proc and lambda in Ruby

proc and lambda in Ruby – Introduction

Today we are going to talk a little bit about the infamous procs and lambdas in Ruby and the differences between them. Well, you may already know that a proc and a lambda are objects of the same class:

p, l = proc{}, lambda{}
p.class
#=> Proc
l.class
#=> Proc

So is proc an alias for lambda ? The answer is no. The Proc object returned by a call to proc{} has differences from the Proc object that the lambda{} call returns (This is only true for Ruby 1.9, as of Ruby 1.8 the proc and lambda was just aliases. In Ruby 1.8 the Proc object returned by a call to Proc.new was different from lambda).

proc and lambda in Ruby – Differences – # of arguments

The main difference between them is that in the first case the Proc object does not care at all for the number of arguments you pass to it e.g.

p = proc{|a,b| p "The value of a is #{a.inspect}. The value of b is #{b.inspect}"}
p.call 1,2
# => "The value of a is 1. The value of b is 2"
p.call 1
# => "The value of a is 1. The value of b is nil"
p.call 1,[2,3],Class.new
# => "The value of a is 1. The value of b is [2,3]"

So you see that it is gonna take only the first two arguments (for our example) and will discard the remaining, but if you give it less than two e.g. one it will assume that the other(s) are nil. So what about lambda?

l = lambda{|a,b| p "The value of a is #{a.inspect}. The value of b is #{b.inspect}"}
l.call 1,2
# => "The value of a is 1. The value of b is 2"
l.call 1
# => ArgumentError: wrong number of arguments (1 for 2)
#      from (irb):74:in `block in irb_binding'
#      from (irb):75:in `call'
#      from (irb):75
l.call [2,3],1,3
# => ArgumentError: wrong number of arguments (3 for 2)
#      from (irb):74:in `block in irb_binding'
#      from (irb):75:in `call'
#      from (irb):75

As you can see lambda is very strict about it’s number of arguments. I can’t give it neither more or less arguments than those specified the time it was defined. This is why many believe that using lambda instead of proc is preferable because you don’t want to silently ignore the argument mismatching. But if you do want that kind of behavior you should go ahead and use the proc instead.

proc and lambda in Ruby – Differences – argument expansion

If you do that, you get a bonus feature: proc can expand arguments when you give it an array without the use of the splat * operator

p.call [1,2]
# => "The value of a is 1. The value of b is 2"
l.call [1,2]
# => ArgumentError: wrong number of arguments (1 for 2)
#      from (irb):74:in `block in irb_binding'
#      from (irb):75:in `call'
#      from (irb):75
l.call *[1,2]
# => "The value of a is 1. The value of b is 2"

which is a nice feature of proc. In fact you can check whether a Proc object has the features of a proc (argument flexibility and argument expansion) by examining if it is a lambda. This is done by the call of lambda? method on a Proc object. When it returns true it means no argument expansion and flexibility

p.lambda?
# => false
l.lambda?
# => true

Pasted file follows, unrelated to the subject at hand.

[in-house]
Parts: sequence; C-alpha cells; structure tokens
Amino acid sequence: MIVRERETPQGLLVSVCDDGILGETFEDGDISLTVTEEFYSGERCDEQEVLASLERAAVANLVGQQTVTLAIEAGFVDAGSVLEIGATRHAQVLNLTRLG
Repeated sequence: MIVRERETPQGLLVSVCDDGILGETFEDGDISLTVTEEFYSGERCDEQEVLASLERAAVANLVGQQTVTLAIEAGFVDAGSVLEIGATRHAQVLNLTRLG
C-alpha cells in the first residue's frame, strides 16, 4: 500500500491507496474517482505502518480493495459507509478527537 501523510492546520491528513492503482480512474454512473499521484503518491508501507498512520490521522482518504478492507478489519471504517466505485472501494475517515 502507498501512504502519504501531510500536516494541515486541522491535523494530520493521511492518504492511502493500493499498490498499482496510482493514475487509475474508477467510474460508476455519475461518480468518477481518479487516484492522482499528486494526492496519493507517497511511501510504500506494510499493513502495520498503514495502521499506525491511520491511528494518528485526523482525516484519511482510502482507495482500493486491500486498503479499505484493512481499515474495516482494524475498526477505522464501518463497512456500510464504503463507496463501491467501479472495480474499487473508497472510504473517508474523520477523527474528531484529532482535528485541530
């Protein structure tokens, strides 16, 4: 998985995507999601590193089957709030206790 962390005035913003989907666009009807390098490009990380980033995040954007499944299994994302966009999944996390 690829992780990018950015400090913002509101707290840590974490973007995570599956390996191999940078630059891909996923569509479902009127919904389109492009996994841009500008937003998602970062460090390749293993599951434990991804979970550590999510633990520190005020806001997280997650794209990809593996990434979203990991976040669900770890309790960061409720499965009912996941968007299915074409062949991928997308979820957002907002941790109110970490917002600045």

proc and lambda in Ruby – Differences – return from inside

Now the differences between proc and lambda do not stop here. You can’t explicitly return inside a proc but inside a lambda you can

l = lambda do
    "line 1"
    return "line 2"
    "line 3"
end
l.call
# => "line 2"

p = proc do
    "line 1"
    return "line 2"
    "line 3"
end
p.call
# => LocalJumpError: unexpected return
#        from (irb):170:in `block in irb_binding'
#        from (irb):173:in `call'
#        from (irb):173

What proc does and lambda don’t is that it exposes the return on the outside scope thus getting the LocalJumpError. In fact this is the reason why if you call a proc inside a method and the proc returns explicitly, you jump immediately outside the method:

def proc_foo
     p = Proc.new { return 'I will get returned by the method :o' }
     puts "You will see me"
     p.call
     puts "You will not see me because the method returned :("
end
proc_foo
# You will see me
# => "I will get returned by the method :o" 

and that is not true when you use lambda

def lambda_foo
     l = lambda { return puts 'I will not get returned by the method. I will get printed by the method!' }
     puts "You will see me"
     l.call
     puts "You will see me too because the method haven't returned :)"
end
lambda_foo
# You will see me
# I will not get returned by the method. I will get printed by the method!
# You will see me too because the method haven't returned :)
# => nil 

proc and lambda in Ruby – Notes


Notes:

  1. If you pass a Proc object as an argument to a Proc object the properties remain untouched e.g.
    Proc.new(&l).lambda? 
    #=> true
    Proc.new(&p).lambda? 
    #=> false
    
  2. As of Ruby 1.9 there is a nicer syntax of defining a lambda (in fact this syntax is not only syntactic sugar, that way you can predefine argument values)
    l = ->(a,b=1){p "a equals #{a} and b equals #{b}"}
    l.call 1,2
    # => "a equals 1 and b equals 2"
    l.lambda?
    # => true
    
  3. There are two different ways of calling a Proc object.

    p = proc{|a,b| p "The value of a is #{a.inspect}. The value of b is #{b.inspect}"}
    p.call 1,2
    # => "The value of a is 1. The value of b is 2"
    p[1,2]
    # => "The value of a is 1. The value of b is 2"
    

6 Comments proc and lambda in Ruby

    1. Gerry

      It is confusing at the beginning, but if you get a grasp of how things work you’ll never get confused again :)! Glad I helped anyways.

      Reply

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